OPINION - Paris better than London? I take it you haven't been to Gare du Nord recently

Last autumn we published a column by the design and architecture writer Caz Facey who warned that Paris was rapidly becoming more fashionable than London. Being a staunch defender of our city, I obviously pooh-poohed this (even though I published her annoyingly well-argued piece), and told her she was being hysterical.

When my daughter Georgia read it, she agreed with Caz, reiterating her complaint that while Paris was a proper 24-hour party city (her boyfriend lives there, so she spends a lot more time there than I do), London was becoming suburban, going to be in bed soon after midnight. Having always found Paris quite bourgeois and stubbornly old-fashioned, I didn’t pay either of them any mind.

But just last week, London lost its crown as Europe’s most talked-about city online and on social media with Paris taking the top spot for the first time.

The growing excitement around the build-up to the summer Olympic Games in the French capital obviously helped knock London off its perch at the top of the rankings of 60 cities, which have been compiled since 2018. As well as the Olympics, which kick off on July 26, Paris’s profile has been raised by the Rugby World Cup last October and — bizarrely — by Fashion Week last September. The sixth edition of the Europe’s Most Talked About Cities report, compiled by digital communications agency ING Media, found that mentions of Paris grew 21 per cent last year compared with just four per cent for London.

Paris itself is alive — busy, ‘up’, and full of people who look like they were happy with their lot

The day after this was announced, I was actually in Paris myself, having lunch with my daughter and her boyfriend Max. When she asked where I’d like to eat, I suggested somewhere that maybe served humble pie, although also somewhere with suitably notional service. True to form, she ignored me and we ended up in a brilliant place just behind Gare du Nord. Paris itself was alive — busy, “up”, and full of people who looked like they were happy with their lot. We obviously made an obligatory stop in Merci, and spent some time looking at the galleries and bookshops in the Marais (sooo trendy now).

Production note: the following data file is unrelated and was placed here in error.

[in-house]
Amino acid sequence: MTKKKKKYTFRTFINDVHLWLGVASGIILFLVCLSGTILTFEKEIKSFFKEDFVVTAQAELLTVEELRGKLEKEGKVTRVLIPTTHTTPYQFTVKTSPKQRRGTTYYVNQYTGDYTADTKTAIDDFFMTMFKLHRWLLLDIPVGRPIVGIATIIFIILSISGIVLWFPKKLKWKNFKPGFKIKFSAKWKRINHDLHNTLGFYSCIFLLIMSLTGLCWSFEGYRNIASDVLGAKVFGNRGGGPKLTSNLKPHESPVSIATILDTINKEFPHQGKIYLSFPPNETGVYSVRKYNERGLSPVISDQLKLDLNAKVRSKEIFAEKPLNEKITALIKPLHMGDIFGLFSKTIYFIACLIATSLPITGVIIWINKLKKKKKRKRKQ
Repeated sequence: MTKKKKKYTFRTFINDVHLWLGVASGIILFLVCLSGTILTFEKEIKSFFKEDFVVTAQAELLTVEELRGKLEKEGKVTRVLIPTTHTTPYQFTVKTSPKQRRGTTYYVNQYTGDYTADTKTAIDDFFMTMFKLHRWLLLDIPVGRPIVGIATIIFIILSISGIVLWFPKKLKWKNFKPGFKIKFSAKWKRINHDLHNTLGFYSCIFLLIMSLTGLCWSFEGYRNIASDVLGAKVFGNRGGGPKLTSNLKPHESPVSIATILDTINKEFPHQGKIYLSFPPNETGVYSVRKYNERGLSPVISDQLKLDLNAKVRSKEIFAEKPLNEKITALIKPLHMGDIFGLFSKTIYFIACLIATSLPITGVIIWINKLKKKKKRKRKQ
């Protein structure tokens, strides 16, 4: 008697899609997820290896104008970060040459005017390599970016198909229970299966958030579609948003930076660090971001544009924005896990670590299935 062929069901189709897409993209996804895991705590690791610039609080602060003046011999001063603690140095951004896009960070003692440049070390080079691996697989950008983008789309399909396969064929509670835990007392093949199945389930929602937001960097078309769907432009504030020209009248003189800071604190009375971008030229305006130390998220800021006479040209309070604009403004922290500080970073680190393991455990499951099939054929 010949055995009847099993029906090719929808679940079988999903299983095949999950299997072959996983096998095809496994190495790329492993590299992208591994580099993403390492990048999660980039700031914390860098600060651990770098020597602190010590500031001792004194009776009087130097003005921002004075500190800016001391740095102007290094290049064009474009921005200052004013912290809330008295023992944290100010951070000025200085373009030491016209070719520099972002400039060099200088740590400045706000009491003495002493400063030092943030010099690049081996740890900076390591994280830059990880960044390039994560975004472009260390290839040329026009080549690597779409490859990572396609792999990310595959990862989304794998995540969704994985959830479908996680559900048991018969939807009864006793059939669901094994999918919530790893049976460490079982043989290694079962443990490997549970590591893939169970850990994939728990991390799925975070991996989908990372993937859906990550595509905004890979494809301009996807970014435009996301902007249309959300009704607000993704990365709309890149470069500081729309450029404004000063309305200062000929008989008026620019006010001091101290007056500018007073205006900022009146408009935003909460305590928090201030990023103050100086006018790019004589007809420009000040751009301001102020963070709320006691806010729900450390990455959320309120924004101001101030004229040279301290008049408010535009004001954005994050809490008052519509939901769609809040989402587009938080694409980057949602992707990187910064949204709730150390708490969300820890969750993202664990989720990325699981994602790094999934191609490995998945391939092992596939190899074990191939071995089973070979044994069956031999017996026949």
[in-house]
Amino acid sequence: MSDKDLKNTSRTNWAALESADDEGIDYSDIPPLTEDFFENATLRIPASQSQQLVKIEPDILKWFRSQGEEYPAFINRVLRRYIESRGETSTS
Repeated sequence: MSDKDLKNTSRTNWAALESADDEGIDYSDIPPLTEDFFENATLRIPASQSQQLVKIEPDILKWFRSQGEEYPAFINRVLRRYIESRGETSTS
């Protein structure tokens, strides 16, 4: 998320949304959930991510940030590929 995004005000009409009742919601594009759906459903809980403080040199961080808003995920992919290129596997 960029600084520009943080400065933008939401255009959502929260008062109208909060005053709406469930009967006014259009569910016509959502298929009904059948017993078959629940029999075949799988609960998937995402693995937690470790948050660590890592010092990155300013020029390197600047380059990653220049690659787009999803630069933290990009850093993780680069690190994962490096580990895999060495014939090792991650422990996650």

So as I walked to the Eurostar, I was contemplating having to modify my relationship with Paris, when I was confronted by a queue which was almost as long as the width of Gare du Nord itself. Ah, I muttered to myself, Paris! Having got used to apologising to any visitors from Japan, China, Germany, Austria or Switzerland about Britain’s systemically appalling transport system (which seems to go from bad to worse on a daily basis), it was nice to be reminded that the Parisian end of Eurostar is an absolute shambles.

While it was relatively easy to change our non-flexible ticket, the rest of the check-in process was a joke. I had my passport inspected four times by four different people before I reached the automatic scanner, a process which also involved an especially officious border control person telling me they couldn’t let me leave the country as my passport had too many stamps in it. I thought that maybe they had employed so many people in order to ease the city’s welfare budget, but surely the point of employing a multitude of people is to make things more efficient, not less so.

The Eurostar check-in at Gare du Nord was Soviet-like in its execution, and I speak as someone who visited the country before glasnost and perestroika, back in the days when you queued up to look at things, not necessarily to buy them. Are we still being penalised for Brexit? Possibly, but the process was not any better for the poor French attempting to visit London.

This doesn’t bode well. This summer, London is going to become the official overspill city for the Olympics, with thousands of people darting back and forth on the train to see events while staying in our hotels and Airbnbs. For a few weeks or so we will become to Paris what the Cotswolds are to London. But if the process at Gare du Nord doesn’t improve then I think it’s best if you just watch the Olympics on TV. Like me.

Dylan Jones is the Evening Standard’s editor-in-chief